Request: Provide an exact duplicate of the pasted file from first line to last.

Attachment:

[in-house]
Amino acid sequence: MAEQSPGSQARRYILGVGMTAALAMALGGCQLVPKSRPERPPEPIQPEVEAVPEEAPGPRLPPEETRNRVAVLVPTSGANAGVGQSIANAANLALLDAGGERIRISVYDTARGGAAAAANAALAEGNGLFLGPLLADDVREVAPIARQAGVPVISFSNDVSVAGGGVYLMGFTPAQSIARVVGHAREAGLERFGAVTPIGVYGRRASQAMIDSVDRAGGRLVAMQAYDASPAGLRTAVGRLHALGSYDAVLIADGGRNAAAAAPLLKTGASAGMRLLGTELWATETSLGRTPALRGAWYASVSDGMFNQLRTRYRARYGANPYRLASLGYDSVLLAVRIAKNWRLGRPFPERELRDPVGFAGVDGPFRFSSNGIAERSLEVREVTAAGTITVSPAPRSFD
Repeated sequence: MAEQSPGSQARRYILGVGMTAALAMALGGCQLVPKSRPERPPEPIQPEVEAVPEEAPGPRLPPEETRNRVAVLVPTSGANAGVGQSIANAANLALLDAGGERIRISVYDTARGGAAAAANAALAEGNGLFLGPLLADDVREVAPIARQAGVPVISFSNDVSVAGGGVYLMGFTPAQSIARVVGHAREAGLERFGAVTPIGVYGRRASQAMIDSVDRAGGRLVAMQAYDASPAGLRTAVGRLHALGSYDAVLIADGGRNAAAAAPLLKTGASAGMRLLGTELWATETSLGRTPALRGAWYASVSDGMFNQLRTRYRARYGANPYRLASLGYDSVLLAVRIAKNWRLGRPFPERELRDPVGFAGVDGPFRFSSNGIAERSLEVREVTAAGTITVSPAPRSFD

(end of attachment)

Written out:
[in-house]
Amino acid sequence: MAEQSPGSQARRYILGVGMTAALAMALGGCQLVPKSRPERPPEPIQPEVEAVPEEAPGPRLPPEETRNRVAVLVPTSGANAGVGQSIANAANLALLDAGGERIRISVYDTARGGAAAAANAALAEGNGLFLGPLLADDVREVAPIARQAGVPVISFSNDVSVAGGGVYLMGFTPAQSIARVVGHAREAGLERFGAVTPIGVYGRRASQAMIDSVDRAGGRLVAMQAYDASPAGLRTAVGRLHALGSYDAVLIADGGRNAAAAAPLLKTGASAGMRLLGTELWATETSLGRTPALRGAWYASVSDGMFNQLRTRYRARYGANPYRLASLGYDSVLLAVRIAKNWRLGRPFPERELRDPVGFAGVDGPFRFSSNGIAERSLEVREVTAAGTITVSPAPRSFD
Repeated sequence: MAEQSPGSQARRYILGVGMTAALAMALGGCQLVPKSRPERPPEPIQPEVEAVPEEAPGPRLPPEETRNRVAVLVPTSGANAGVGQSIANAANLALLDAGGERIRISVYDTARGGAAAAANAALAEGNGLFLGPLLADDVREVAPIARQAGVPVISFSNDVSVAGGGVYLMGFTPAQSIARVVGHAREAGLERFGAVTPIGVYGRRASQAMIDSVDRAGGRLVAMQAYDASPAGLRTAVGRLHALGSYDAVLIADGGRNAAAAAPLLKTGASAGMRLLGTELWATETSLGRTPALRGAWYASVSDGMFNQLRTRYRARYGANPYRLASLGYDSVLLAVRIAKNWRLGRPFPERELRDPVGFAGVDGPFRFSSNGIAERSLEVREVTAAGTITVSPAPRSFD